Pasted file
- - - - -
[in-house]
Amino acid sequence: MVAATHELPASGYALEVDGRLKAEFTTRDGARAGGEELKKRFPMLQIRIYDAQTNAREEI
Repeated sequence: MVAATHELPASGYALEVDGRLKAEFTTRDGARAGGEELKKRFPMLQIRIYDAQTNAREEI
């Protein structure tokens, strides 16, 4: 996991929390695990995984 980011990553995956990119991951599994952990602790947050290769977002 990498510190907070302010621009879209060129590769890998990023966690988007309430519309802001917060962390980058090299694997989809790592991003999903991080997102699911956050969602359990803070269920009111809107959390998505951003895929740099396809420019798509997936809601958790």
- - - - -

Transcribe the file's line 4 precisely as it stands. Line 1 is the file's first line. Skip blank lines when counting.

């Protein structure tokens, strides 16, 4: 996991929390695990995984 980011990553995956990119991951599994952990602790947050290769977002 990498510190907070302010621009879209060129590769890998990023966690988007309430519309802001917060962390980058090299694997989809790592991003999903991080997102699911956050969602359990803070269920009111809107959390998505951003895929740099396809420019798509997936809601958790």